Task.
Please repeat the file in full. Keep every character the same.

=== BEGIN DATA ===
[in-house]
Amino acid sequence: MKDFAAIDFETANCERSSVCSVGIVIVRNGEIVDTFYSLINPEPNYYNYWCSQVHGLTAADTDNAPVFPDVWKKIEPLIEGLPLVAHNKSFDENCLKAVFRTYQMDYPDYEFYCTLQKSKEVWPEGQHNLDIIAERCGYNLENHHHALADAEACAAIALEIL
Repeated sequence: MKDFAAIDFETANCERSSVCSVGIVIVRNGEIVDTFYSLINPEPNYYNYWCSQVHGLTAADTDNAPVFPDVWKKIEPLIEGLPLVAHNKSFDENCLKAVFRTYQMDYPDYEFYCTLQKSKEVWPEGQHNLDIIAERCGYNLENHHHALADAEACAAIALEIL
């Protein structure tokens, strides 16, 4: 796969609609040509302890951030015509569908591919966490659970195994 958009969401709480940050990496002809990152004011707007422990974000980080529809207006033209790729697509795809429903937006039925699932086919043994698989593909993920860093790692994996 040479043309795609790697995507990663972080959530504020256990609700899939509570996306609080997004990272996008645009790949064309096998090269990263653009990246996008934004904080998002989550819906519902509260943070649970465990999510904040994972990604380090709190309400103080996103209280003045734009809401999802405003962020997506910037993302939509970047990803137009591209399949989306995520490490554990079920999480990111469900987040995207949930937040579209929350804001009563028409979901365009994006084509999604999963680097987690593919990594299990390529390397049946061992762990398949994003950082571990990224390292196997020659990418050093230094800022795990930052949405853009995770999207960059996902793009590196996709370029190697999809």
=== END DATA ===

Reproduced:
[in-house]
Amino acid sequence: MKDFAAIDFETANCERSSVCSVGIVIVRNGEIVDTFYSLINPEPNYYNYWCSQVHGLTAADTDNAPVFPDVWKKIEPLIEGLPLVAHNKSFDENCLKAVFRTYQMDYPDYEFYCTLQKSKEVWPEGQHNLDIIAERCGYNLENHHHALADAEACAAIALEIL
Repeated sequence: MKDFAAIDFETANCERSSVCSVGIVIVRNGEIVDTFYSLINPEPNYYNYWCSQVHGLTAADTDNAPVFPDVWKKIEPLIEGLPLVAHNKSFDENCLKAVFRTYQMDYPDYEFYCTLQKSKEVWPEGQHNLDIIAERCGYNLENHHHALADAEACAAIALEIL
């Protein structure tokens, strides 16, 4: 796969609609040509302890951030015509569908591919966490659970195994 958009969401709480940050990496002809990152004011707007422990974000980080529809207006033209790729697509795809429903937006039925699932086919043994698989593909993920860093790692994996 040479043309795609790697995507990663972080959530504020256990609700899939509570996306609080997004990272996008645009790949064309096998090269990263653009990246996008934004904080998002989550819906519902509260943070649970465990999510904040994972990604380090709190309400103080996103209280003045734009809401999802405003962020997506910037993302939509970047990803137009591209399949989306995520490490554990079920999480990111469900987040995207949930937040579209929350804001009563028409979901365009994006084509999604999963680097987690593919990594299990390529390397049946061992762990398949994003950082571990990224390292196997020659990418050093230094800022795990930052949405853009995770999207960059996902793009590196996709370029190697999809």